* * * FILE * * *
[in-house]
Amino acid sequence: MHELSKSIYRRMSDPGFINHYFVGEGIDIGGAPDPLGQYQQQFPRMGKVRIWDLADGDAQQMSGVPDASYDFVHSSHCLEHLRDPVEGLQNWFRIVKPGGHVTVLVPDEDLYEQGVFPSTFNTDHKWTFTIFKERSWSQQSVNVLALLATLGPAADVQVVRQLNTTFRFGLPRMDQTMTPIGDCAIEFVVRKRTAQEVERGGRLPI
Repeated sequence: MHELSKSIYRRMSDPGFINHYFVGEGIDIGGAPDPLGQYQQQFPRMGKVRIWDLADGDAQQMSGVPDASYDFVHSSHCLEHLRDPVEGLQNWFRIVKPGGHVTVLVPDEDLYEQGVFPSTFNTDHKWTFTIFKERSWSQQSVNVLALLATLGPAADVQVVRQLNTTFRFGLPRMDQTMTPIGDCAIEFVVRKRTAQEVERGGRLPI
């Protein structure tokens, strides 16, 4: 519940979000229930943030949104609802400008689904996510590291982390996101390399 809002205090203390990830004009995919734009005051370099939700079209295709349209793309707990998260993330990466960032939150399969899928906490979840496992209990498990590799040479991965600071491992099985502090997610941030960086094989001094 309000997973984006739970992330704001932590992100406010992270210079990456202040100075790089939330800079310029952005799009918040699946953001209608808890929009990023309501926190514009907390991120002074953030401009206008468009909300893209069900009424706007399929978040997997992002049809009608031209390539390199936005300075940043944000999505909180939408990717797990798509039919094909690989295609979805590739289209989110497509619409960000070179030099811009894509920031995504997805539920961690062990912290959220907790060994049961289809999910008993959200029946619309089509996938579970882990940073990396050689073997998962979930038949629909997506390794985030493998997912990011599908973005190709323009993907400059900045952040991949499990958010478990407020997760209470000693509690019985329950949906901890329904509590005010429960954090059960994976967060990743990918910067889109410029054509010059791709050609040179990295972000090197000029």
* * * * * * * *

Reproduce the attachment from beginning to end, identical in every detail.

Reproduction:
[in-house]
Amino acid sequence: MHELSKSIYRRMSDPGFINHYFVGEGIDIGGAPDPLGQYQQQFPRMGKVRIWDLADGDAQQMSGVPDASYDFVHSSHCLEHLRDPVEGLQNWFRIVKPGGHVTVLVPDEDLYEQGVFPSTFNTDHKWTFTIFKERSWSQQSVNVLALLATLGPAADVQVVRQLNTTFRFGLPRMDQTMTPIGDCAIEFVVRKRTAQEVERGGRLPI
Repeated sequence: MHELSKSIYRRMSDPGFINHYFVGEGIDIGGAPDPLGQYQQQFPRMGKVRIWDLADGDAQQMSGVPDASYDFVHSSHCLEHLRDPVEGLQNWFRIVKPGGHVTVLVPDEDLYEQGVFPSTFNTDHKWTFTIFKERSWSQQSVNVLALLATLGPAADVQVVRQLNTTFRFGLPRMDQTMTPIGDCAIEFVVRKRTAQEVERGGRLPI
């Protein structure tokens, strides 16, 4: 519940979000229930943030949104609802400008689904996510590291982390996101390399 809002205090203390990830004009995919734009005051370099939700079209295709349209793309707990998260993330990466960032939150399969899928906490979840496992209990498990590799040479991965600071491992099985502090997610941030960086094989001094 309000997973984006739970992330704001932590992100406010992270210079990456202040100075790089939330800079310029952005799009918040699946953001209608808890929009990023309501926190514009907390991120002074953030401009206008468009909300893209069900009424706007399929978040997997992002049809009608031209390539390199936005300075940043944000999505909180939408990717797990798509039919094909690989295609979805590739289209989110497509619409960000070179030099811009894509920031995504997805539920961690062990912290959220907790060994049961289809999910008993959200029946619309089509996938579970882990940073990396050689073997998962979930038949629909997506390794985030493998997912990011599908973005190709323009993907400059900045952040991949499990958010478990407020997760209470000693509690019985329950949906901890329904509590005010429960954090059960994976967060990743990918910067889109410029054509010059791709050609040179990295972000090197000029």